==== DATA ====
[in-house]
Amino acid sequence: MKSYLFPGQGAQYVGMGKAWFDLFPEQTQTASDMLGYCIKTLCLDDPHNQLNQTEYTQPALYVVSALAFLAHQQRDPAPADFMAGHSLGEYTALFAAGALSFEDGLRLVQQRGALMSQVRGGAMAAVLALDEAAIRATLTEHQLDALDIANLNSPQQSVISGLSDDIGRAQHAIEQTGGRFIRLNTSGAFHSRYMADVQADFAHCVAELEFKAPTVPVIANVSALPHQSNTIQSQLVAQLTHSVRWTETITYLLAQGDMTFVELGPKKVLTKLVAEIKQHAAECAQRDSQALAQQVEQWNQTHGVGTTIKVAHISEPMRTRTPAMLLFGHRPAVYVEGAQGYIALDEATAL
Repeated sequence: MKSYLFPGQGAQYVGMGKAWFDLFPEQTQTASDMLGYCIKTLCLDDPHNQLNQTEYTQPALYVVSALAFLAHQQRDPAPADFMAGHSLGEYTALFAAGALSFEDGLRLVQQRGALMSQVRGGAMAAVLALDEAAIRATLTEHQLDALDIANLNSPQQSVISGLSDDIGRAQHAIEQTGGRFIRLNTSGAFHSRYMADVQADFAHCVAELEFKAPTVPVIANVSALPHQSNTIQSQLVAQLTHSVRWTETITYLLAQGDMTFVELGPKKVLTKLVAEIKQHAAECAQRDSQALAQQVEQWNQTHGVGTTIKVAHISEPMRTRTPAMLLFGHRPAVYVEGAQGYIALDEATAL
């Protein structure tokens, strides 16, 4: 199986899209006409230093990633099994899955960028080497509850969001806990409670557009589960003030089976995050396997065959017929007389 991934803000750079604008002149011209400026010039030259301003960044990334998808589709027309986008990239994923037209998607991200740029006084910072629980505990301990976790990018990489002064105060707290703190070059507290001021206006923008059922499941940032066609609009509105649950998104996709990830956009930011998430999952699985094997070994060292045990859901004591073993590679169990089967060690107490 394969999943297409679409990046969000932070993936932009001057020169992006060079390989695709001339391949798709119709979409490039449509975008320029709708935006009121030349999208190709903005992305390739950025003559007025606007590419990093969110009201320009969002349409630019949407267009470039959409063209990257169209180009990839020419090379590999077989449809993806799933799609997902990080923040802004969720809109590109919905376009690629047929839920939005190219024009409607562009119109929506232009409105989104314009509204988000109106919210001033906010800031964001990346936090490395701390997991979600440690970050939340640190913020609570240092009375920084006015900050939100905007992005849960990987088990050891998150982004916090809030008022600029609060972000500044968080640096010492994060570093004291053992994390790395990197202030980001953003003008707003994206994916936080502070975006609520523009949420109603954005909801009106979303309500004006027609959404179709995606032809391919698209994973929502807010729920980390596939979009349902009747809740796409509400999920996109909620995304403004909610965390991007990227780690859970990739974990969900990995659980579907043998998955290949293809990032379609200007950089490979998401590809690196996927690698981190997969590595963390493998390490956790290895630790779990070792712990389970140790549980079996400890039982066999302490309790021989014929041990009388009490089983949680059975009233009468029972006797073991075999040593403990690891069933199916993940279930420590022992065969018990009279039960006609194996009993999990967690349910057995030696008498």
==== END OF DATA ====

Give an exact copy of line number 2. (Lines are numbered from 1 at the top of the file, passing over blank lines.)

Amino acid sequence: MKSYLFPGQGAQYVGMGKAWFDLFPEQTQTASDMLGYCIKTLCLDDPHNQLNQTEYTQPALYVVSALAFLAHQQRDPAPADFMAGHSLGEYTALFAAGALSFEDGLRLVQQRGALMSQVRGGAMAAVLALDEAAIRATLTEHQLDALDIANLNSPQQSVISGLSDDIGRAQHAIEQTGGRFIRLNTSGAFHSRYMADVQADFAHCVAELEFKAPTVPVIANVSALPHQSNTIQSQLVAQLTHSVRWTETITYLLAQGDMTFVELGPKKVLTKLVAEIKQHAAECAQRDSQALAQQVEQWNQTHGVGTTIKVAHISEPMRTRTPAMLLFGHRPAVYVEGAQGYIALDEATAL